This should scare you the reader and everyone else for that matter. Catastrophes of natural and man made state are becoming an epidemic knocking on the door of the world. Due to this fact, the disruption of the line of productions is bound to be affected. One needs not look further than September 11 to see how one instance of less than 20 minues could complete shut down an entire means of completing the production of goods.

Wednesday, October 27, 2004

diagram of relationships

diagram of relationships
Originally uploaded by nb981.

Monday, October 25, 2004

Social Networks

For the first time in this course, I can actually say that I really got it. This brief and straight to the point reading delivered a very important illustration of social network analysis and the means by which it is employed. The kite method is an approach that makes the subject "approachable" for the general masses (or in this case, me) or as Melissa put it visually illustrates the human relationship within the organization.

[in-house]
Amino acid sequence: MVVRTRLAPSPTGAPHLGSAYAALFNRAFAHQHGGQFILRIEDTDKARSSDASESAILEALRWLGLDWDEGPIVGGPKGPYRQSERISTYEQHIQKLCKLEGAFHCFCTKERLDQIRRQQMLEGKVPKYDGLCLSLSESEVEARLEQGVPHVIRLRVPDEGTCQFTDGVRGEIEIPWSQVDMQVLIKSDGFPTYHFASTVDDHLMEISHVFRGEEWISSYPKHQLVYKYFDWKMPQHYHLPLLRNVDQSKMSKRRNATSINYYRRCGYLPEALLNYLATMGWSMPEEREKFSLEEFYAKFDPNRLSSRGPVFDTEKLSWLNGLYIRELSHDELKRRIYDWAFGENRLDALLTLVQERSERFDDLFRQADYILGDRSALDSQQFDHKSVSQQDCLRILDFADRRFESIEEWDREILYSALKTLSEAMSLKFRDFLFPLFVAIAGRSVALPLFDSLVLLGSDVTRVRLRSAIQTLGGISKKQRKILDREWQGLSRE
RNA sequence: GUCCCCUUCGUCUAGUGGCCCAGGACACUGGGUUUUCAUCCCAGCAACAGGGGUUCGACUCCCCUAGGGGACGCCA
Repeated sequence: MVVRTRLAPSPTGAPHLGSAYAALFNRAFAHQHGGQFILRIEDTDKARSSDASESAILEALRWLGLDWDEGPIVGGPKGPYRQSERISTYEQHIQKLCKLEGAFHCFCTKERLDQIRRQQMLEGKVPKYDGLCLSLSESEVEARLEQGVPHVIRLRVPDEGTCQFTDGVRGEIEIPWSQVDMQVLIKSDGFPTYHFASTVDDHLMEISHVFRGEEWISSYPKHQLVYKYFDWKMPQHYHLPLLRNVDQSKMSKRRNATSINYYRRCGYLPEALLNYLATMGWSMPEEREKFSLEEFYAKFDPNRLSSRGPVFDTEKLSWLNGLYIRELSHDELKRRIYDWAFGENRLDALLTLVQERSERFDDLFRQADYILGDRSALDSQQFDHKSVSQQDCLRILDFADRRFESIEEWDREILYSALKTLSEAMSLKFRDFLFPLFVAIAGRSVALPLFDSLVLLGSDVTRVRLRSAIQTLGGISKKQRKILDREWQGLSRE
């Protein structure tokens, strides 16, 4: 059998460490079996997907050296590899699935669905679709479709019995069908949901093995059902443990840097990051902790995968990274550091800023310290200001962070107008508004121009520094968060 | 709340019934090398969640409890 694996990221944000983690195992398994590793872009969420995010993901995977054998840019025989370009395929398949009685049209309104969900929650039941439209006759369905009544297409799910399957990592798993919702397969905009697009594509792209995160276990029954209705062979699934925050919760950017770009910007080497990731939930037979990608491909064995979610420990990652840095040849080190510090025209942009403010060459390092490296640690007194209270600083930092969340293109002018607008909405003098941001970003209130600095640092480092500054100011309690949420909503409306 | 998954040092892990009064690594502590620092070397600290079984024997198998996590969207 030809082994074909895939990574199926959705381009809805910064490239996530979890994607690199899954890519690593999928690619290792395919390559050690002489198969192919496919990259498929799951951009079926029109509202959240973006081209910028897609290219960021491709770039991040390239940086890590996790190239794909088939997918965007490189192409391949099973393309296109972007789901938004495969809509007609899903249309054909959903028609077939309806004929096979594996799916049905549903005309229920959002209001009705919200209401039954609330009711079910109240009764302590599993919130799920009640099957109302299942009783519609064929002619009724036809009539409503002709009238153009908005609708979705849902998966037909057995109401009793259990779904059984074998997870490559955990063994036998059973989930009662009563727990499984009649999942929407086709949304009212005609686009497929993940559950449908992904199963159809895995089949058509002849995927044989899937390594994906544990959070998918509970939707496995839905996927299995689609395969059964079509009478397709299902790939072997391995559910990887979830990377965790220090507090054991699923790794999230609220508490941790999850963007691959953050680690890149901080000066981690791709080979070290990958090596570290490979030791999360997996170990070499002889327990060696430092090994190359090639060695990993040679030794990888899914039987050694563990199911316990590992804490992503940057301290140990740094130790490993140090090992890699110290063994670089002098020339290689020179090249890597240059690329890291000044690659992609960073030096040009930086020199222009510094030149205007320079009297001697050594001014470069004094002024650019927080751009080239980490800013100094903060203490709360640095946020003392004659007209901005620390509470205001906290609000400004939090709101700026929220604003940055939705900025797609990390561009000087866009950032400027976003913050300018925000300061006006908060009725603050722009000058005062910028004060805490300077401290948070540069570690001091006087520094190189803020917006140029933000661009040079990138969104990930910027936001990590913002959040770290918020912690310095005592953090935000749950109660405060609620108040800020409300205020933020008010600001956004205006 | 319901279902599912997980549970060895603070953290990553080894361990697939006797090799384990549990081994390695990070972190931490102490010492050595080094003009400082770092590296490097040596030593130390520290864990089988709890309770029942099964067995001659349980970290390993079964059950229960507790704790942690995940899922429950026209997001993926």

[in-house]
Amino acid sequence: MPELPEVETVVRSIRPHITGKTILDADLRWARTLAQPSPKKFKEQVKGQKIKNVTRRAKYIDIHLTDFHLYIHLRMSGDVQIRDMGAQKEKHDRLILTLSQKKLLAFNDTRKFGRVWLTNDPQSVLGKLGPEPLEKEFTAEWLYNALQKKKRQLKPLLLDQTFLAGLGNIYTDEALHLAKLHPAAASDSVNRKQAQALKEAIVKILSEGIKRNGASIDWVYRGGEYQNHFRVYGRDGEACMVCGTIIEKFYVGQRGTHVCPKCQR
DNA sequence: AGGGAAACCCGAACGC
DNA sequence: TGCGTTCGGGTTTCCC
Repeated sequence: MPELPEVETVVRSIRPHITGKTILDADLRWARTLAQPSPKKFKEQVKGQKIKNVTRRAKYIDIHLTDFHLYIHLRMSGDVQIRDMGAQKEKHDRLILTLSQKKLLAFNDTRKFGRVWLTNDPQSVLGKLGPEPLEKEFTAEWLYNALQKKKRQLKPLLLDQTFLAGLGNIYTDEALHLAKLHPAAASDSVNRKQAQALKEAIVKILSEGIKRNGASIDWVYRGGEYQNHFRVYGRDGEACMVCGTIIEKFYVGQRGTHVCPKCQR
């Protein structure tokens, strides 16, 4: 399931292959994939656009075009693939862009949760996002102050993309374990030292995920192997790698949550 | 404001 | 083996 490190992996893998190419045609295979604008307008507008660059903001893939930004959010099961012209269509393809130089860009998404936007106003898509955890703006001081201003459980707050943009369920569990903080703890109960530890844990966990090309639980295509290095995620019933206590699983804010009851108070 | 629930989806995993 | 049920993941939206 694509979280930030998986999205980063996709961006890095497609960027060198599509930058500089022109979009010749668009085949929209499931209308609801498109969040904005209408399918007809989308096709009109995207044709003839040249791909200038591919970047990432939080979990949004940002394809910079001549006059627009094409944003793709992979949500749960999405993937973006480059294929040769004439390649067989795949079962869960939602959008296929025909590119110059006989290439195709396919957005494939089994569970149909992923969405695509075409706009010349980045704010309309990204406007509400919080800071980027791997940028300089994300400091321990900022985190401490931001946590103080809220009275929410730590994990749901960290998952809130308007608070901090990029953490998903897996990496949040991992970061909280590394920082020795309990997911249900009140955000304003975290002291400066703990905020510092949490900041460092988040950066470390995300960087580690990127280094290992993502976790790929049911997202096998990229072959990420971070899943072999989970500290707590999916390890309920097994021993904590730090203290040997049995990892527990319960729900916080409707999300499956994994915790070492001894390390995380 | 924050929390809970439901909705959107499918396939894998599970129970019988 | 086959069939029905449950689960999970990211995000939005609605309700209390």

The idea of using degrees as way to measure the amount of network activity is one that can be easily understood and regulated. By looking at each person and the amounts of "hits" per say they get through direct connections can be a useful tool. As all things in life though, this idea has a flip side. People are naturally inclined to assume that most "hits" equals the better position, but the text points out that this isn't necessarily the case. It doesn't always mean the more the "hits" the better, but rather how many home runs you scored at the end of the season.